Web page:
phones

A couple of years back I did a column on using your iPhone in Mexico. It’s pretty easy to do down there. But what about the rest of the world?

Newer iPhones (and most newer Androids) support something called an eSIM. The Subscriber Identity Module (SIM) card in your phone is what connects you to a cellular network and uniquely identifies you on the network and stores some pertinent information. It is a tiny circuit card that goes into that slot on the side of your phone.

Did you know you can use your AirPods and your iPhone or iPad as hearing aids? With a bit of setup you can put your iPhone or iPad near the sound source or person you’d like to hear better and it will transmit the sound to your AirPods. 

Way back in January of 2009, I wrote an article about a new device that was taking the world by storm. The iPhone. You may have heard of it. When I bought one, it was version 3 and had been out for about 18 months at that point.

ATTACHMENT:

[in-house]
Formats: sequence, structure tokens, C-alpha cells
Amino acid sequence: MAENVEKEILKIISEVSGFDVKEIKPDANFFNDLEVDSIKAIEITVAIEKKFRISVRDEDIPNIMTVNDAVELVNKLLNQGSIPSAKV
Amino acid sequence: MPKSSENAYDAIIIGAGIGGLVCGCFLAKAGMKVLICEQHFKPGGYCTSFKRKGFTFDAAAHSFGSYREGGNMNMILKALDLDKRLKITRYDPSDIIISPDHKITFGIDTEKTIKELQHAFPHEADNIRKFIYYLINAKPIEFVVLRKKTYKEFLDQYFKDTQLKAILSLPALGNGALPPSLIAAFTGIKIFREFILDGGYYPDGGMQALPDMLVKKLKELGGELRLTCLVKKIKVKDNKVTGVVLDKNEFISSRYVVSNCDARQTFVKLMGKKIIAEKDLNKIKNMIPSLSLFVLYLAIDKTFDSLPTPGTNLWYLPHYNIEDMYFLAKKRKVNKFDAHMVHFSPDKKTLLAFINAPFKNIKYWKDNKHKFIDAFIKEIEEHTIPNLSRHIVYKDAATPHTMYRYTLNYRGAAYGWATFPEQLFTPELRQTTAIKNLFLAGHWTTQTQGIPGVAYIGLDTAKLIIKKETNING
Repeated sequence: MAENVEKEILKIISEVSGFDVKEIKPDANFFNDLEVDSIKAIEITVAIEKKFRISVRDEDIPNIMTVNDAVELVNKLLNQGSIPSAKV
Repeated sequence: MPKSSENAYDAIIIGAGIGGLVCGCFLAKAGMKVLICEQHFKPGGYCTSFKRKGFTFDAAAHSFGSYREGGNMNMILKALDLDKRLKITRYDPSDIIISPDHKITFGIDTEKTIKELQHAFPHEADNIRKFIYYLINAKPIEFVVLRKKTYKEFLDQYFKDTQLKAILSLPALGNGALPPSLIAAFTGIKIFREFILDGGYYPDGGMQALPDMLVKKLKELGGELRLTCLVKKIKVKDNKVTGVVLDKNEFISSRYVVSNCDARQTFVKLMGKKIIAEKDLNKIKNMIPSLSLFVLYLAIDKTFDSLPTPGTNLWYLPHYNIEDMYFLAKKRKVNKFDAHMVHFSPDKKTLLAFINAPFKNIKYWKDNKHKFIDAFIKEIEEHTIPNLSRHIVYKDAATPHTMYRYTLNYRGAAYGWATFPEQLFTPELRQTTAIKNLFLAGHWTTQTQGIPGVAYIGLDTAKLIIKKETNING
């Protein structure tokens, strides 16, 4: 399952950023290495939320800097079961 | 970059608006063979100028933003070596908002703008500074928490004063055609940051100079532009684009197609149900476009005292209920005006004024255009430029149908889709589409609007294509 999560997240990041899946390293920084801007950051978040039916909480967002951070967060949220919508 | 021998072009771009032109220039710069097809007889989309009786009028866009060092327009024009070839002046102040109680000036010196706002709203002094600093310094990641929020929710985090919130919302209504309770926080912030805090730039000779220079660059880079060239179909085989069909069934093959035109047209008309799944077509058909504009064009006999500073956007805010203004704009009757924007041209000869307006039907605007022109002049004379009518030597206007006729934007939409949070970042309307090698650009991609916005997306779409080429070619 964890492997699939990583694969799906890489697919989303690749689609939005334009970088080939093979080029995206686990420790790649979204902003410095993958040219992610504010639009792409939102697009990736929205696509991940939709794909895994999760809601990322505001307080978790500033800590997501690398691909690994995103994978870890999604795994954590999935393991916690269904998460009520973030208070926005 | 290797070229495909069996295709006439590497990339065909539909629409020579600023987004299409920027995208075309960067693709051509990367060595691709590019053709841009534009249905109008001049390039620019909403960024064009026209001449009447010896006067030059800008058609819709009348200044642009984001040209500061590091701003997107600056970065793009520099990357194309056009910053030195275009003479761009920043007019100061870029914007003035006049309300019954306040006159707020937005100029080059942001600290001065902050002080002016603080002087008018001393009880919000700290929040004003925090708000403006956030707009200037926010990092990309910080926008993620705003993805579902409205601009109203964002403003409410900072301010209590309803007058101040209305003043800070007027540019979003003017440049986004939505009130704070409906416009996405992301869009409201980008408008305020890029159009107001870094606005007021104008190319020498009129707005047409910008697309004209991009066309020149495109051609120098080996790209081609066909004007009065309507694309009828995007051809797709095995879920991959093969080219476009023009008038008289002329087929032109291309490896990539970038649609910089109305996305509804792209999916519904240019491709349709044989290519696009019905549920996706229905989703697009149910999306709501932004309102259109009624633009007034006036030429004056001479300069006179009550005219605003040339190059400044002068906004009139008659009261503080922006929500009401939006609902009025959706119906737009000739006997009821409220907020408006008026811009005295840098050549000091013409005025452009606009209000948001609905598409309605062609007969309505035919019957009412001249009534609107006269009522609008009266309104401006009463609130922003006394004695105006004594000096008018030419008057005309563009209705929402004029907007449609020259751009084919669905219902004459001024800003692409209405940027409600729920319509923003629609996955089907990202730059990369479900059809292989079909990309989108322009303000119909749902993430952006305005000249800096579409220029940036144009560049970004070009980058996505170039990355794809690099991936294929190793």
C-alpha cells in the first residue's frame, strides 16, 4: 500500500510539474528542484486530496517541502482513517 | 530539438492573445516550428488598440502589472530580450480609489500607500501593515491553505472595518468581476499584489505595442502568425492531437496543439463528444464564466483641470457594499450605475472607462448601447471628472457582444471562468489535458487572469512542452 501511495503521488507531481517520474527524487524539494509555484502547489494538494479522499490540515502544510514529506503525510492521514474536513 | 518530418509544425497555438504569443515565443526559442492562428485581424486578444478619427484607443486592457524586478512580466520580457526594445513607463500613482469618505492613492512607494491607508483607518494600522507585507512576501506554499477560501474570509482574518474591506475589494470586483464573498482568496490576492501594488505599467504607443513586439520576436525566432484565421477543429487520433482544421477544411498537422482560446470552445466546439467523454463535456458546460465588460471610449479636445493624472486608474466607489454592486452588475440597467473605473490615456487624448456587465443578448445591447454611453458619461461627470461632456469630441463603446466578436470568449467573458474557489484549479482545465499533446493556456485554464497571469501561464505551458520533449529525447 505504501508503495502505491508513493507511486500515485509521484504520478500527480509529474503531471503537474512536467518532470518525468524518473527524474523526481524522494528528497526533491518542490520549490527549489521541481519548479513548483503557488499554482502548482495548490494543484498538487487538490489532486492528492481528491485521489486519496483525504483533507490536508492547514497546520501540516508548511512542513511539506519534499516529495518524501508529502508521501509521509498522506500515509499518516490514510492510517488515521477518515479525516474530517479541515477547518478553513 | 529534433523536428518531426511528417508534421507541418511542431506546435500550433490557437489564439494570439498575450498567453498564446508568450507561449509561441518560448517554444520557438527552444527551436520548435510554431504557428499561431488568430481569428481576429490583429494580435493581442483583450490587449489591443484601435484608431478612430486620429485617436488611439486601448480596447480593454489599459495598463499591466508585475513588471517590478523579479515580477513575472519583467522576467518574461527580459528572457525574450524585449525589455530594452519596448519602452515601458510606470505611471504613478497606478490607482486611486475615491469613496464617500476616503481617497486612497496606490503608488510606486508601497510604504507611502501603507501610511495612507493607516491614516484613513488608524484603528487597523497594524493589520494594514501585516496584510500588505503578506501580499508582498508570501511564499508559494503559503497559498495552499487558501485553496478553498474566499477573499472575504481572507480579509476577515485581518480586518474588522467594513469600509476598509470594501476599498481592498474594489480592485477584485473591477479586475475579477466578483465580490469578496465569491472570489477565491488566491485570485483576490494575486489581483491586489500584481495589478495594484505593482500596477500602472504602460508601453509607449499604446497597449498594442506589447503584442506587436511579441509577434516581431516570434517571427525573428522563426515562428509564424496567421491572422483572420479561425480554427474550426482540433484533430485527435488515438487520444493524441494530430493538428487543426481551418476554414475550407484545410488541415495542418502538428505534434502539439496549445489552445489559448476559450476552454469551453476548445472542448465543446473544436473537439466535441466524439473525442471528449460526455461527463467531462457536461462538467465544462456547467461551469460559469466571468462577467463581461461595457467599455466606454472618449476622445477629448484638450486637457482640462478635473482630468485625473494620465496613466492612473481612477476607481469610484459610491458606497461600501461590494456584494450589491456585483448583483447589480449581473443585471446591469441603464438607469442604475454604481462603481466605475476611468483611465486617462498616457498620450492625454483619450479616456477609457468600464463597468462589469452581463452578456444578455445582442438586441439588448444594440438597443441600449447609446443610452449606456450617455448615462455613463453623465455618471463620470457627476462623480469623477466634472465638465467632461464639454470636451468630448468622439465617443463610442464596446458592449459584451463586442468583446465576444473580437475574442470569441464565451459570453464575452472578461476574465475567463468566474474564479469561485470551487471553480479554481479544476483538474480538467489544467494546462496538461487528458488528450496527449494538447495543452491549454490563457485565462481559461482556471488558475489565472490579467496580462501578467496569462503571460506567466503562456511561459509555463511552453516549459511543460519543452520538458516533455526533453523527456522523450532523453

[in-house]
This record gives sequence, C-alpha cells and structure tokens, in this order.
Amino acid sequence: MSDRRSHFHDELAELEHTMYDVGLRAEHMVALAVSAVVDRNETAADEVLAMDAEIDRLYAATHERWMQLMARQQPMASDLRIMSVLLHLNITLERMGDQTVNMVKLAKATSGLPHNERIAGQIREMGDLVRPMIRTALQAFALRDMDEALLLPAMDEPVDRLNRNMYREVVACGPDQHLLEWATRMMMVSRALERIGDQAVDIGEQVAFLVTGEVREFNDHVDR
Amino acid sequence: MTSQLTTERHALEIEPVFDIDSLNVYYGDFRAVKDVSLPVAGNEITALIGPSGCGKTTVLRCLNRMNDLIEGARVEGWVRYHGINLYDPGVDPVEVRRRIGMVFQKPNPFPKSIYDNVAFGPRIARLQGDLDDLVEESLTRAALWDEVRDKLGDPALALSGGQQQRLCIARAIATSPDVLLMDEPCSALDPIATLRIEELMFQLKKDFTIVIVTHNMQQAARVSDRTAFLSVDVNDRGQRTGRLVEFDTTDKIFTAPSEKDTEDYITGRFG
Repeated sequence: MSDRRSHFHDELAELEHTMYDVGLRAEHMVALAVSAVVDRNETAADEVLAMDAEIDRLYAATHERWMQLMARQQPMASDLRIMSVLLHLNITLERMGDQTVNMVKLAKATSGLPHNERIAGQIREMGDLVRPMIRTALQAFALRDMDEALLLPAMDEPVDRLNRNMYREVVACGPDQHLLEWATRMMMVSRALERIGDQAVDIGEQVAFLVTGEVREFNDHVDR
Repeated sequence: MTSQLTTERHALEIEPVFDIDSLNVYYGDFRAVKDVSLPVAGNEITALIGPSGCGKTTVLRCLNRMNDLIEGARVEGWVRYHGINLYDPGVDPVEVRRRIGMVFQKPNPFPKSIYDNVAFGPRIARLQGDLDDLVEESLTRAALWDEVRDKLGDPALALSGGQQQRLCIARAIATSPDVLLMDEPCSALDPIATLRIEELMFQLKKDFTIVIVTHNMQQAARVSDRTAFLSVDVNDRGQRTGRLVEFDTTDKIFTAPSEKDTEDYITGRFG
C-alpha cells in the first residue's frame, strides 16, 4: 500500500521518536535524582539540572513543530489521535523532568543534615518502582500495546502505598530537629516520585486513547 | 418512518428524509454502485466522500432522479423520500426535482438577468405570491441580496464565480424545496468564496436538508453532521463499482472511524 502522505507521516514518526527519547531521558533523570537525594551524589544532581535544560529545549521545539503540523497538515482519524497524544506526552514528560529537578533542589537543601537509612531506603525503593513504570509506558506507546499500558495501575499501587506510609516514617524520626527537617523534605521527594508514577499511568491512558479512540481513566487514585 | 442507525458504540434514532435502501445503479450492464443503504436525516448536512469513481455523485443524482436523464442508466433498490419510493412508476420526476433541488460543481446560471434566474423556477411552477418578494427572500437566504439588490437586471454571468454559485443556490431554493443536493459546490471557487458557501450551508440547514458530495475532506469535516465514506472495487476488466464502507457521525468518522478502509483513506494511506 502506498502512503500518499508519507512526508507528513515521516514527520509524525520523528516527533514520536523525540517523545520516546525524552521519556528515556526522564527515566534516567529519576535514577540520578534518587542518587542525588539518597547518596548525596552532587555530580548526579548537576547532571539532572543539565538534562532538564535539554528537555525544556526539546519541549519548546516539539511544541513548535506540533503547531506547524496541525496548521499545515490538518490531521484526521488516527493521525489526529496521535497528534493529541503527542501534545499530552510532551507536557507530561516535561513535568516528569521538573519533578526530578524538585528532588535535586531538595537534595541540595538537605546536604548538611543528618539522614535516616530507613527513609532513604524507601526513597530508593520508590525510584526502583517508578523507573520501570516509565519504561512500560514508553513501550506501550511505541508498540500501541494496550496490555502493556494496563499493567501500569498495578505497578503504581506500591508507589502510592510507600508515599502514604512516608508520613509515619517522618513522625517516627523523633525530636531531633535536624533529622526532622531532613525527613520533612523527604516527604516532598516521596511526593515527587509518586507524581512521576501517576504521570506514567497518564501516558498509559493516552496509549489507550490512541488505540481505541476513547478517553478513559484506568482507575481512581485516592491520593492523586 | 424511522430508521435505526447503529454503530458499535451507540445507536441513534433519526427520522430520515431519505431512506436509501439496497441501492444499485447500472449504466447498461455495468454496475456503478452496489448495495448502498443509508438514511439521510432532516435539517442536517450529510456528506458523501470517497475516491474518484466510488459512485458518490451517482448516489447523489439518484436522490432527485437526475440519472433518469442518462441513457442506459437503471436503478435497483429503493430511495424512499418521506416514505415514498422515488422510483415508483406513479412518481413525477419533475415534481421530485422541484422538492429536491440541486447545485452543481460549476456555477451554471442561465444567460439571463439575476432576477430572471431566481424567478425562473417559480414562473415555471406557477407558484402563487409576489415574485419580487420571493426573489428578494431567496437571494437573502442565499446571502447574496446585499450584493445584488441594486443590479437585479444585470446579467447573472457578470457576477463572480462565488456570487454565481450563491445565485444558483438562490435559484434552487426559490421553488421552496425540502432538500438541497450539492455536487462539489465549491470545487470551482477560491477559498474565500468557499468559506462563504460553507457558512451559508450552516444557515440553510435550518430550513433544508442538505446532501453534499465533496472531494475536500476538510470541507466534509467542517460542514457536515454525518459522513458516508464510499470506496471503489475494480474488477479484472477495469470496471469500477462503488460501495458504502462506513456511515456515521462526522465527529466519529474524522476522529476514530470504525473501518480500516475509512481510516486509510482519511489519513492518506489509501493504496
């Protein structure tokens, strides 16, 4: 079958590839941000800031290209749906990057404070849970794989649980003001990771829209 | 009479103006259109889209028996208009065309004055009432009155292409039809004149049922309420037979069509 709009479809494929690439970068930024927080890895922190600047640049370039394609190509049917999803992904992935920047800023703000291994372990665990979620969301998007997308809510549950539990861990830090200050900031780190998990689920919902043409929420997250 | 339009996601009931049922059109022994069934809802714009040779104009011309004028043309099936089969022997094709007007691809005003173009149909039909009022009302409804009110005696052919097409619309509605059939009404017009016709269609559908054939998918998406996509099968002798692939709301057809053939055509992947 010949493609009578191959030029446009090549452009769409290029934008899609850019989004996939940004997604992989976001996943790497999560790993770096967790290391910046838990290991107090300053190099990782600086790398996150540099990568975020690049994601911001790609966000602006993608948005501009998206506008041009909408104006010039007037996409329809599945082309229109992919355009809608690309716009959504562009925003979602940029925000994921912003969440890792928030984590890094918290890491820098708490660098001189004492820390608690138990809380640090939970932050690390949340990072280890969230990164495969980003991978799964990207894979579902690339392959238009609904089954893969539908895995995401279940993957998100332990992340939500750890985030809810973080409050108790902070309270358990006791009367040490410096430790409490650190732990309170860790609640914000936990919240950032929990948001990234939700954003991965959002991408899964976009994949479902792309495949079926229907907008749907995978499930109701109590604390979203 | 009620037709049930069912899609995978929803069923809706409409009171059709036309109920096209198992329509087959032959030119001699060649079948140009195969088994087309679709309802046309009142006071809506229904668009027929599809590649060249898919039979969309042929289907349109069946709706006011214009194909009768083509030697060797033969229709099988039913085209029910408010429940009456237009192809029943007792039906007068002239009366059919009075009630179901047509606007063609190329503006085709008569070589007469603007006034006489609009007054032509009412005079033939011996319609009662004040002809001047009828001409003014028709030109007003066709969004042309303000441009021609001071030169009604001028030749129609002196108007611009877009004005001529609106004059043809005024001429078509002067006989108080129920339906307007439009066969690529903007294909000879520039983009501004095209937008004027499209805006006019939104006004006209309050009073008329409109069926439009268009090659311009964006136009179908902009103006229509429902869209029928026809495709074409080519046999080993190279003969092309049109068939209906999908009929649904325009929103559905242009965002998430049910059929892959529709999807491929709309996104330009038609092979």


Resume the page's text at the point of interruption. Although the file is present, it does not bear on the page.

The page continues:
It was then and is now an amazing piece of technology. The new iPhone 13 is a powerful computer and multimedia device that also lets you make phone calls. Pretty neat. I upgraded to an iPhone 13 a few months ago. The camera is amazing. It’s faster. The screen is better. But is it so much better that I needed to upgrade?

While most of us haven’t been travelling much lately, many of us have occasion to be out of our normal calling area and need to make calls. Normally, not a big deal, but what if you have to make a bunch of long-distance calls?

Recently a friend asked me about managing photos on her iPhone. She is a prolific photographer, taking photos for personal and professional social media use. Her challenge is managing the volume of photos, but also being able to go back and find them again.